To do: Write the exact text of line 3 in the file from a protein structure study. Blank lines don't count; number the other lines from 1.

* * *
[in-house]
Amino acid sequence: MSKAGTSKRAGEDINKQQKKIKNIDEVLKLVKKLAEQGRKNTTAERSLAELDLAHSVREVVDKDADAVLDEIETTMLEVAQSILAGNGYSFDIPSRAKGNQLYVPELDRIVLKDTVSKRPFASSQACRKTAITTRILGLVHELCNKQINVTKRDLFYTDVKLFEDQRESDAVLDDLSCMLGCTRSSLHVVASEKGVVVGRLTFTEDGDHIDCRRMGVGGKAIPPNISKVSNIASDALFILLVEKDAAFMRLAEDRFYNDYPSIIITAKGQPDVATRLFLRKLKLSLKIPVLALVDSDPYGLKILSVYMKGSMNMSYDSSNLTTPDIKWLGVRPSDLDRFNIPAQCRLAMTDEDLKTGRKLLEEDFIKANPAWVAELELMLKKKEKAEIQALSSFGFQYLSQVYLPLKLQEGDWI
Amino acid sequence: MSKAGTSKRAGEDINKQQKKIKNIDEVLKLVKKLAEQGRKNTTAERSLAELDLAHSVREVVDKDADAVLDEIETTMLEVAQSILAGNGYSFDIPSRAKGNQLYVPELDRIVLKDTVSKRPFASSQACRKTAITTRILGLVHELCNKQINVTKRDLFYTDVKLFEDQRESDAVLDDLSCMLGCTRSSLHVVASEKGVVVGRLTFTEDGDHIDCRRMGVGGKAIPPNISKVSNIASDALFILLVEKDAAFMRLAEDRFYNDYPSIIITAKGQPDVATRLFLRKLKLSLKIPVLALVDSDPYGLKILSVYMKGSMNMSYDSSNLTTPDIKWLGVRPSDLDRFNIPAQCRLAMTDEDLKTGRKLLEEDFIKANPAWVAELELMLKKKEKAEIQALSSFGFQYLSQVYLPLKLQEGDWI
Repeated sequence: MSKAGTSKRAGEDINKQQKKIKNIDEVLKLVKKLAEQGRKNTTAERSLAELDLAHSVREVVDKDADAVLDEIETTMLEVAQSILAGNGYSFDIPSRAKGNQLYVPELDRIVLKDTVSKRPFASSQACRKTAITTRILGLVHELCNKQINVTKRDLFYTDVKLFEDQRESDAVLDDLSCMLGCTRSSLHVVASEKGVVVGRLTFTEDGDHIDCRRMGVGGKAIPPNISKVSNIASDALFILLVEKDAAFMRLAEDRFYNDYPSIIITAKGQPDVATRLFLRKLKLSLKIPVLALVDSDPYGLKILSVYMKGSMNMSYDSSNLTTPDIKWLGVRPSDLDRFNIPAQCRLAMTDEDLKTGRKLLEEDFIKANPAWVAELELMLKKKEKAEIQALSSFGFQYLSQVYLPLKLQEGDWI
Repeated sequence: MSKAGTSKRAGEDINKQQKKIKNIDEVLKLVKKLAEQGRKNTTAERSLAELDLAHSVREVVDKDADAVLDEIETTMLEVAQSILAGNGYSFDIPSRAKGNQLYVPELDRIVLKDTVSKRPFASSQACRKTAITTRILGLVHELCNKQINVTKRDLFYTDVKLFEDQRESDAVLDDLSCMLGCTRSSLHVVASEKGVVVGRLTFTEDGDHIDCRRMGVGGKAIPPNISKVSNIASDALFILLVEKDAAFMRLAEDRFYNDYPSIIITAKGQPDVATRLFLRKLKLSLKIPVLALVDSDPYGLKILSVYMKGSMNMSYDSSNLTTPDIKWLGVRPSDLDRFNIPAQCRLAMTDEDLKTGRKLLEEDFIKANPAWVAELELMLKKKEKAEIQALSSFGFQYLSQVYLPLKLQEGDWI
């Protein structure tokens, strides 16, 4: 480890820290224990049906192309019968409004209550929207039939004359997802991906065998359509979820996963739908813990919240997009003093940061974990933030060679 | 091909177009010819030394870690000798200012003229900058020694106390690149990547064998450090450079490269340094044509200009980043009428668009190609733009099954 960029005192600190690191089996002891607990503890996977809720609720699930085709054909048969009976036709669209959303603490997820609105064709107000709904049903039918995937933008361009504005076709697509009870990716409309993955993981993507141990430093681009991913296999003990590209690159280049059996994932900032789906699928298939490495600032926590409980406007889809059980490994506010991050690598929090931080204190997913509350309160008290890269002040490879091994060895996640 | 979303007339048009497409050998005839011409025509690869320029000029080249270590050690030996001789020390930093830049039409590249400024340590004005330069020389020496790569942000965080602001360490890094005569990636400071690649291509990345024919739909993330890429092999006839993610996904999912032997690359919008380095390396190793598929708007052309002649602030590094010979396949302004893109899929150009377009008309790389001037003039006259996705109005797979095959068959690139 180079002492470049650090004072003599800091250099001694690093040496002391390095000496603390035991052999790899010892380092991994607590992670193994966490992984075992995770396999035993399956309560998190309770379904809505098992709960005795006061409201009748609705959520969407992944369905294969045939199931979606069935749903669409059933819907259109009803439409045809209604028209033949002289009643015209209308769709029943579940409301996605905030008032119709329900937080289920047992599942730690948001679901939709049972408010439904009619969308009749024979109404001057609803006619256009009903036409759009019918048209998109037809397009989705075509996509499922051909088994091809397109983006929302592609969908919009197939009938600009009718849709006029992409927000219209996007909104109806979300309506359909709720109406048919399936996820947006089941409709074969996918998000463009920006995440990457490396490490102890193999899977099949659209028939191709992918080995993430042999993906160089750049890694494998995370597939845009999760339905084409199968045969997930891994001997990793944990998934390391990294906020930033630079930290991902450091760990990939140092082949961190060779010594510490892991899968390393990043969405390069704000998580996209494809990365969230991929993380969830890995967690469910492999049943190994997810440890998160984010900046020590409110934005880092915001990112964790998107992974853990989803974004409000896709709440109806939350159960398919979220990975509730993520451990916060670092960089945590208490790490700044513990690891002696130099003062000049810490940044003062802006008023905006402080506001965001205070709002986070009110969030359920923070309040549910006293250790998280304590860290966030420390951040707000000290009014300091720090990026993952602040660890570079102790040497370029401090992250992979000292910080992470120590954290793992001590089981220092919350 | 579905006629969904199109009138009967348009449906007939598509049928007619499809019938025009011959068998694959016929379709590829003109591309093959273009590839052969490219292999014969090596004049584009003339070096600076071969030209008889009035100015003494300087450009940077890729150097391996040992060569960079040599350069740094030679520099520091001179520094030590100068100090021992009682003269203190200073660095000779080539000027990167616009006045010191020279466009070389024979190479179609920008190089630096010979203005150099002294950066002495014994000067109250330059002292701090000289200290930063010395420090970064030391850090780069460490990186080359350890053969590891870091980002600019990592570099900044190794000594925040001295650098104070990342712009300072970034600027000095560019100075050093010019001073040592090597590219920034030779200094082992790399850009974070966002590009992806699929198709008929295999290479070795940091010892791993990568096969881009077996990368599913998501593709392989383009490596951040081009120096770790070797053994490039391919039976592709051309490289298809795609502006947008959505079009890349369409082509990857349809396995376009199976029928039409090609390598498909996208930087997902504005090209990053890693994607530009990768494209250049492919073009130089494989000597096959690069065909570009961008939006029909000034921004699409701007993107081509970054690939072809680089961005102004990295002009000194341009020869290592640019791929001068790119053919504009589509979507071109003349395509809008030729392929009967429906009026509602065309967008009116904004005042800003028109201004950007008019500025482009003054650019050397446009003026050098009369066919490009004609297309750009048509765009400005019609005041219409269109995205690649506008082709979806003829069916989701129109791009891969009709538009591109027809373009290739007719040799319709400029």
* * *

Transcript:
Amino acid sequence: MSKAGTSKRAGEDINKQQKKIKNIDEVLKLVKKLAEQGRKNTTAERSLAELDLAHSVREVVDKDADAVLDEIETTMLEVAQSILAGNGYSFDIPSRAKGNQLYVPELDRIVLKDTVSKRPFASSQACRKTAITTRILGLVHELCNKQINVTKRDLFYTDVKLFEDQRESDAVLDDLSCMLGCTRSSLHVVASEKGVVVGRLTFTEDGDHIDCRRMGVGGKAIPPNISKVSNIASDALFILLVEKDAAFMRLAEDRFYNDYPSIIITAKGQPDVATRLFLRKLKLSLKIPVLALVDSDPYGLKILSVYMKGSMNMSYDSSNLTTPDIKWLGVRPSDLDRFNIPAQCRLAMTDEDLKTGRKLLEEDFIKANPAWVAELELMLKKKEKAEIQALSSFGFQYLSQVYLPLKLQEGDWI